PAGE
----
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Ryzen-Test & Stress-Run Make It Easy To Cause Segmentation Faults On Zen CPUs

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  • vito
    replied
    I used to see this bug on one system used for highly parallel loads (compiling and video encoding), however after a BIOS update w/ AGESA 1.0.0.6a, the problem seems to be gone.

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  • gurv
    replied
    Originally posted by bridgman View Post

    My apologies, you were at least partially right. I did say I would ask for confirmation on whether filing support tickets etc... was still the right thing to do.
    Yeah it would be nice to have any kind of update on this problem, especially seeing as Epyc also exhibits it: https://www.reddit.com/r/Amd/comment...g_performance/

    I've not had any problem whatsoever in my day to day usage but I must admit I am a bit worried that it could cause issues with other workloads at some point in the future.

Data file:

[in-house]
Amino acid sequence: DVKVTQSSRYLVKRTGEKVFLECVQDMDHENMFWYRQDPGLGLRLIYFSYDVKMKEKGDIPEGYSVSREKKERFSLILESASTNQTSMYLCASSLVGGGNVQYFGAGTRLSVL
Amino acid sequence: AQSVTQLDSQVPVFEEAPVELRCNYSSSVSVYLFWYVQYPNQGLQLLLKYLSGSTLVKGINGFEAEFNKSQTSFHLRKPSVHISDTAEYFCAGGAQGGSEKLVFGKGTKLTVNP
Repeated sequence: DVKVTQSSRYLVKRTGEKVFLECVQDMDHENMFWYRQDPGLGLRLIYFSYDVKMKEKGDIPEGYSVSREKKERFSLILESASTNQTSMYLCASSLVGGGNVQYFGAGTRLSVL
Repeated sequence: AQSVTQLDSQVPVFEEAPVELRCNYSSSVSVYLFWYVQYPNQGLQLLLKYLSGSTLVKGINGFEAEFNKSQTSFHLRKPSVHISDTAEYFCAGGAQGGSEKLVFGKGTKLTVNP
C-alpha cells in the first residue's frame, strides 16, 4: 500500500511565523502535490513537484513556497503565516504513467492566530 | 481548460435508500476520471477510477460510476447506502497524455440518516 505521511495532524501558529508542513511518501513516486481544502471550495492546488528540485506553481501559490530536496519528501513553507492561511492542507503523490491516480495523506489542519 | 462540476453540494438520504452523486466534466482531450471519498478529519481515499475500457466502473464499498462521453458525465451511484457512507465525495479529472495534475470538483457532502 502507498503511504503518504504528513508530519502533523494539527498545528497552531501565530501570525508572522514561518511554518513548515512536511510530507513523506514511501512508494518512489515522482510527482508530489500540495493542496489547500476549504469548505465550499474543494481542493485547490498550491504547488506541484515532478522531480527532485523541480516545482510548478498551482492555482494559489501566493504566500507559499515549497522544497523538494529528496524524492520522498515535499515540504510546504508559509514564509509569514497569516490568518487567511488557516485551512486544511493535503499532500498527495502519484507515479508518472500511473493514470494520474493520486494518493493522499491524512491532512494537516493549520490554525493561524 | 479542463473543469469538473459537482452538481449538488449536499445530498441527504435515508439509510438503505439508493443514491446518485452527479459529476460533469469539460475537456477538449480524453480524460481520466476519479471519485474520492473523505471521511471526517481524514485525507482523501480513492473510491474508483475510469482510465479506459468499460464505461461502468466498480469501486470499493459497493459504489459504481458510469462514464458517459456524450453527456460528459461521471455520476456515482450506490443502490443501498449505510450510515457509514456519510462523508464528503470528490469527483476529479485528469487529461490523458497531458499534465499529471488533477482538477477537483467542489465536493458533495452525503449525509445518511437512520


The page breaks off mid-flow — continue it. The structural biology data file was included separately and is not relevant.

Or it could also lower the resale value of this B1 stepping

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  • bridgman
    replied
    Originally posted by nightmarex View Post
    Will ask, stay tuned."

    I can't type without sounding pissed off, I'm sorry, however "will ask, stay tuned" seems like you would provide information back as to the state of affairs there. Just letting you know they keep waiting for any response.
    My apologies, you were at least partially right. I did say I would ask for confirmation on whether filing support tickets etc... was still the right thing to do.

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  • gurv
    replied
    I've been also able to reproduce it with my own test: 17 parallel compilation of it87 module (https://github.com/groeck/it87)
    Though it takes more time to fail (about 15 mins)

    Interestingly it fails in grep and not gcc!
    xargs: grep: terminated by signal 11

    It seems related with a very heavy load that runs and stops many processes.

    Edit: line from dmesg
    [ 5451.347874] grep[31531]: segfault at 7fdc9ac952e0 ip 00007fdc9aa65c20 sp 00007ffe0c142038 error 4 in libc-2.23.so[7fdc9aa3b000+1c0000]

    For reference lines I get from kill-ryzen.sh:
    [ 6819.611864] bash[3513]: segfault at 47ab00 ip 00007fa323b5ed13 sp 00007fffdcdfe160 error 7 in libc-2.23.so[7fa3239f8000+1c0000]
    [ 6840.225315] traps: bash[31022] trap invalid opcode ip:48db90 sp:7ffe38799968 error:0 in bash[400000+f4000]
    [ 7040.246725] bash[12027]: segfault at 64 ip 00000000004b8a20 sp 00007fff9377a438 error 4 in bash[400000+f4000]
    [ 7040.247237] bash[11960]: segfault at 64 ip 00000000004b8a20 sp 00007ffc34f03d18 error 4 in bash[400000+f4000]